Bigamy in Nigeria
Marriage is a social and legal relationship. There are legal regulations to maintain the sanctity of marriage and to prevent actions deemed offensive to public morals. Every legal system, therefore, presents a conception of marriage, which states what validly constitute a marriage, stipulates actions that are wrong, and provides ground for its dissolution. This article focuses on bigamy and the legal implications of adultery.
Bigamy is a subset of polygamy. Bigamy can either be polygyny (where a man marries more than one woman) or polyandry (where a woman marries more than one man). In whatever form it occurs, bigamy is the direct opposite of monogamy, which is marriage to one person. The Black’s Law Dictionary defined bigamy as ‘the act of marrying one person while still legally married to another’.
Bigamy is generally a criminal offense, and it is governed by the Criminal Code of various southern states in Nigeria and the Penal Code of various northern states in Nigeria.
Section 370 of the Criminal Code Act states thus:
‘Any person who, having a husband or wife living, marries in any case in which such marriage is void by reason of its taking place during the life of such. husband or wife is guilty of a felony, and is liable to imprisonment for seven years’.
The Penal Code also makes a similar provision for bigamy, as provided under Section 384(1), except that the Penal Code of Northern Nigeria makes a person further liable to a fine.
Ingredients of Bigamy
Nigeria operates a dual legal system. This duality creates a disparity in the application of the law, as the court often has to determine whether to apply the adopted English Common Law or to apply customary law (which includes the Islamic Legal System). With regards to marriage, the law that applies is determined by the form of marriage; whether it is statutory (made under the Marriage Act), or customary.
Any marriage under the Marriage Act is monogamous, as provided by the Act, and proceeding to get married to any person other than the recognized spouse shall render him liable for bigamy. This is based on the locus classicus case of Hyde v. Hyde where Lord Penzance gave the most widely accepted definition of Marriage under English Law as ‘the union of one man and one woman, voluntarily entered into for life, to the exclusion of all others’.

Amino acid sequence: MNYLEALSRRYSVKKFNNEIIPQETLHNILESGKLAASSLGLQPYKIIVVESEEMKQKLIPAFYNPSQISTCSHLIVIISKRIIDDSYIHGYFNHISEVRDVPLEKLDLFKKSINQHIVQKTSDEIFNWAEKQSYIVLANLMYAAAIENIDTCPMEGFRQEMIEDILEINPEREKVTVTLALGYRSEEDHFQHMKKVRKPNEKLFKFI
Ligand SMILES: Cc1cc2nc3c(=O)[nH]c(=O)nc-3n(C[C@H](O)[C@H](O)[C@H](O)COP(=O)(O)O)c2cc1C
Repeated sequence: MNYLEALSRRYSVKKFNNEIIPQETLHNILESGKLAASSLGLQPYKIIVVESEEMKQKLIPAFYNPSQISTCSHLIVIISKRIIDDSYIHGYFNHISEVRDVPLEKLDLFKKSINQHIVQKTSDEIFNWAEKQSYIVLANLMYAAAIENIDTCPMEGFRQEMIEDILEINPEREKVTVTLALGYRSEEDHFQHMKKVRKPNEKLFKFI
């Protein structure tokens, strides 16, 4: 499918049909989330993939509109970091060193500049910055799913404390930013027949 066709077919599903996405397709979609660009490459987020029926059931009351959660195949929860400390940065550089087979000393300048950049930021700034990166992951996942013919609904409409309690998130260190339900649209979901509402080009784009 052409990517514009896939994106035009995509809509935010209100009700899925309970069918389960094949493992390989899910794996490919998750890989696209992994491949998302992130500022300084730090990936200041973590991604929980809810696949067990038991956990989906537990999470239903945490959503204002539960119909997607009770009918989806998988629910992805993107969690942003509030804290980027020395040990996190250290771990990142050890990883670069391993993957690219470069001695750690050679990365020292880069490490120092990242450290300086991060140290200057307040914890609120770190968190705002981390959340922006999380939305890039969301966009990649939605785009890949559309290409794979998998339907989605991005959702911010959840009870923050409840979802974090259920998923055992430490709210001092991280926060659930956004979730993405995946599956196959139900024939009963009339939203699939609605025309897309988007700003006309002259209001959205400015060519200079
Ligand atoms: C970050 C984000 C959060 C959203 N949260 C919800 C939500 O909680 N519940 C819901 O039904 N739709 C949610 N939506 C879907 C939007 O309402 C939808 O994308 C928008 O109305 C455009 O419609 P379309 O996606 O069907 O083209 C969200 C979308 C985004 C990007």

The Marriage Act, therefore, prohibits bigamy and penalizes it.
Section 35 of the Marriage Act prohibits a person who is married under the Act to pursue any other marriage with anyone else save for the same person previously married under Act.
In the case of R v. Princewill, one Bartholomew Princewill got married to a woman in 1950 at a church. At that time, he was a Christian. He converted to Islam and celebrated another wedding with one Fatima in July 1960. The court (per Reed J.), while examining the case stipulated the requirement of a previously existing, yet-to-be-terminated marriage stated that ‘there must be two ‘marriages’ to create the offense and the first question is whether both marriages must be monogamous’. He further stated thus:
‘There must be a husband and wife living and one of them must ‘marry’ so that this second ‘marriage’ is ‘void by reason of its taking place during the life of such husband and wife. ’
The court maintained a similar stance in Momoh v. Momoh where Aboki J.C.A ruled thus:
’Section 34 of the Marriage Ordinance stipulates that all marriages celebrated under the Act shall be good and valid in law to all intent and purposes. However, the Ordinance provides that any person who contracted a marriage under the Ordinance shall be incapable of contracting a valid marriage under any native law or custom.’